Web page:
Péter Eötvös’ The Sirens Cycle received its world premiere at the Wigmore Hall, London, on Saturday night with Piia Komsi and the Calder Quartet. An exceptionally interesting new work, which even on first hearing intrigues: imagine studying the score! For The Sirens Cycle is elegantly structured, so intricate and so complex that it will no doubt reveal even greater riches the more familiar it becomes. It works so well because it combines the breadth of vision of an opera, yet is as concise as a chamber miniature. It's exquisite, and could take its place as one of Eötvös's finest works.
New from Oehms Classics, Walter Braunfels Orchestral Songs Vol 1. Luxury singers - Valentina Farcas, Klaus Florian Vogt and Michael Volle, with the Staatskapelle Weimar, conducted by Hansjörg Albrecht.
Manitoba Underground Opera took audiences on a journey — literally and
figuratively — as it presented its latest installment of repertory opera
between August 19–26.
On a recent weekend Lyric Opera of Chicago gave its annual concert at Millennium Park during which the coming season and its performers are variously showcased. Several of the performers, who were featured at this “Stars of Lyric Opera” event, are scheduled to make their debuts in Lyric Opera’s new production of Wagner’s Das Rheingold beginning on 1 October.
Desire and deception; Amor and artifice. In Jan Philipp Gloger’s new production of Così van tutte at the Royal Opera House, the artifice is of the theatrical, rather than the human, kind. And, an opera whose charm surely lies in its characters’ amiable artfulness seems more concerned to underline the depressing reality of our own deluded faith in human fidelity and integrity.
On September 22, 2016, Los Angeles Opera presented Darko Tresnjak’s production of Giuseppe Verdi’s opera Macbeth. Verdi and Francesco Maria Piave based their opera on Shakespeare’s play of the same name.
On September 18th, at a casual Sunday matinee, Pacific Opera Project presented a surprising choice for a small company. It was Igor Stravinsky’s 1951 three act opera, The Rake’s Progress. It’s a piece made for today's supertitles with its exquisitely worded libretto by W.H. Auden and Chester Kallman.
We are nearing the end of Classical Opera’s MOZART 250 sojourn through 1766, a year that the company’s artistic director Ian Page admits was ‘on face value
a relatively fallow year’. I’m not so sure: Jommelli’s Il Vogoleso, performed at the Cadogan Hall in April, was a gem. But, then, I did find the repertoire that Classical Opera offered at the Wigmore Hall in January, ‘worthy rather than truly engaging’ (review). And, this programme of Haydn and his Czech contemporary Josef Mysliveček was stylishly executed but did not absolutely convince.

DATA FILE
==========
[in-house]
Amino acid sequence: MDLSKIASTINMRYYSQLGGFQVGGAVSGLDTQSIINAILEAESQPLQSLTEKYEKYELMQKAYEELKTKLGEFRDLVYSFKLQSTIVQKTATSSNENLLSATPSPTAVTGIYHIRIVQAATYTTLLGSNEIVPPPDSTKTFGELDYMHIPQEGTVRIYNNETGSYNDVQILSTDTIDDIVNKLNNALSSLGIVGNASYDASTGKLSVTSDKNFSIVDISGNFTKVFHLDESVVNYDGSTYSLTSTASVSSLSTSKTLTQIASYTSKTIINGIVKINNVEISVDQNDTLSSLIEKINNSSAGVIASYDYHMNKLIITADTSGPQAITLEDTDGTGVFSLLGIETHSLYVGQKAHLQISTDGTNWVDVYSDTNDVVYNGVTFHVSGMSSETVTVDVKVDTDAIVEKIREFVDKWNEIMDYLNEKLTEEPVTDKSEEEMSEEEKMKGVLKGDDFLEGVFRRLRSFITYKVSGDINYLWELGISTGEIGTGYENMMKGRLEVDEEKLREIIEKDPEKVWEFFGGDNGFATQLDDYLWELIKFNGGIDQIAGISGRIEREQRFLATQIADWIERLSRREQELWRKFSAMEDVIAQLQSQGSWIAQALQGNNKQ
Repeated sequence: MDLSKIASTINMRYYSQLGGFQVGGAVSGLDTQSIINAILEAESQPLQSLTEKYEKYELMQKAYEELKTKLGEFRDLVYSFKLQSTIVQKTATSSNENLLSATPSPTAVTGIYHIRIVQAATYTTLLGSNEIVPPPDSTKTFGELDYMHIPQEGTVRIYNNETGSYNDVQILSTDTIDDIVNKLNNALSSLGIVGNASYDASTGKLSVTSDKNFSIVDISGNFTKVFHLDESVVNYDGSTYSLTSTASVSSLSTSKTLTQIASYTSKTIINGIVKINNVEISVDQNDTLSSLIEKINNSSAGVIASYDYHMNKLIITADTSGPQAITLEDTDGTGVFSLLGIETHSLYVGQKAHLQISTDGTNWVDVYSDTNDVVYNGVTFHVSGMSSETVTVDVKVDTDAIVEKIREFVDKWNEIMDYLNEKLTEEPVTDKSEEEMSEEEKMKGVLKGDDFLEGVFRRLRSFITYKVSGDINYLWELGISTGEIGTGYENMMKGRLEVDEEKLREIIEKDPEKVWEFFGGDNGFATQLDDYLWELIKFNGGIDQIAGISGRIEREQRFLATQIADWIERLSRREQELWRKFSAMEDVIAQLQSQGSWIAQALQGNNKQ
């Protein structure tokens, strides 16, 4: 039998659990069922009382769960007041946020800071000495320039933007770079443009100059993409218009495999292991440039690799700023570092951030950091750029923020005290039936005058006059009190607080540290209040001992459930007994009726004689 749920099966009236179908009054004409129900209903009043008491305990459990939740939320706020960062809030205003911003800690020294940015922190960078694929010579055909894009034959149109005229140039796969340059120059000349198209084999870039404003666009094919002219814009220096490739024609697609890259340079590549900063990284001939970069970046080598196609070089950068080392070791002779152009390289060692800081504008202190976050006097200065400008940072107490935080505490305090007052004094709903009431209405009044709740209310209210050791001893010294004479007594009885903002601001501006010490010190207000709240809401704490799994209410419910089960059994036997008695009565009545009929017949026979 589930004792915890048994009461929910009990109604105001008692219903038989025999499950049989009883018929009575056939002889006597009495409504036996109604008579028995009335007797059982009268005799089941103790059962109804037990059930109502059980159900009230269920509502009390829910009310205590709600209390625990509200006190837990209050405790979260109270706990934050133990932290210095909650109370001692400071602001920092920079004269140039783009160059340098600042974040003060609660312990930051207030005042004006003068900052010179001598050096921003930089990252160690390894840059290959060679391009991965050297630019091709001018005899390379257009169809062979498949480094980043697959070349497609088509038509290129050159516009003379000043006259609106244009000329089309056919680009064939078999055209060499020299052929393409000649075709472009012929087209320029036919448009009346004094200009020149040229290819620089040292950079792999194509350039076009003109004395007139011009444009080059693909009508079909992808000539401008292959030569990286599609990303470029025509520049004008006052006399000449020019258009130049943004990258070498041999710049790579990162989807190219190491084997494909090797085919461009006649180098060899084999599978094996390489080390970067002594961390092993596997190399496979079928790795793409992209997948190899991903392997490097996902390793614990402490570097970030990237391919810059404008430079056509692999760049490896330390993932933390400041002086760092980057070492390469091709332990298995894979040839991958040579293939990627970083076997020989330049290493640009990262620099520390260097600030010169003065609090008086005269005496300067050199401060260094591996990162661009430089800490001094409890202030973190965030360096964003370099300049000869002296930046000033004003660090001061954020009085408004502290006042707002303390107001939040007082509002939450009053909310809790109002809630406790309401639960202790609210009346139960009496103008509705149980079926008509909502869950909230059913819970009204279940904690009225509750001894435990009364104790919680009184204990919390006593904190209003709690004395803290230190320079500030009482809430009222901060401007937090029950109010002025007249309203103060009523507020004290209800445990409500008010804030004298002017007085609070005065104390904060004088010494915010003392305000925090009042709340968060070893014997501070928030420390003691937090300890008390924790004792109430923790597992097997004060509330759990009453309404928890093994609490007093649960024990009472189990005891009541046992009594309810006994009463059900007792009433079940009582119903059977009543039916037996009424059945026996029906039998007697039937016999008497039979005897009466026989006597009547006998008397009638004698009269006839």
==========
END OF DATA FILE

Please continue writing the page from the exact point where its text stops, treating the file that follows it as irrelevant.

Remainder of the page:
08 Aug 2014
Stravinsky : Oedipus Rex, BBC Proms
In typical Proms fashion, BBC Prom 28 saw Stravinsky's Oedipus Rex performed in an eclectic programme which started with Beethoven's Egmont Overture and also featured Electric Preludes by the contemporary Australian composer Brett Dean. Sakari Oramo,was making the first of his Proms appearances this year, conducting the BBC Symphony Orchestra, BBC Singers and BBC Symphony Chorus.
The main work in the programme was Stravinsky's Oedipus Rex, which took up the whole of the second half of the concert. The actor Rory Kinnear provided the narration, speaking Deryck Cooke's translation of Jean Cocteau's original. Kinnear was amplified, so that his narration had a rather intimate, confiding quality. It worked very well, but I did wonder whether something more monumentally declamatory might have been more in keeping with Stravinsky's vision.
The chorus plays an important role in the piece, and here the men of the BBC Singers were joined by the men of the BBC Symphony Chorus to provide a very strong choral contribution. Their opening chorus combined monumentality with some wonderfully incisive and crisply controlled rhythms. Oramo kept the fast passages quiet so that the chorus's contribution was intensified, at times almost whispering. Throughout the piece, the chorus commented on the action sometimes with crisp, chugging motifs and sometimes with stronger, darker feelings. When the Messenger (Duncan Rock) came to tell of Jocasta's death, it was the chorus which took over the major role in a bizarrely jolly chorus which the BBC Singers and BBC Symphony Chorus sang with terrifying relish and pinpoint rhythms. The final, powerful chorus was a complete tour de force.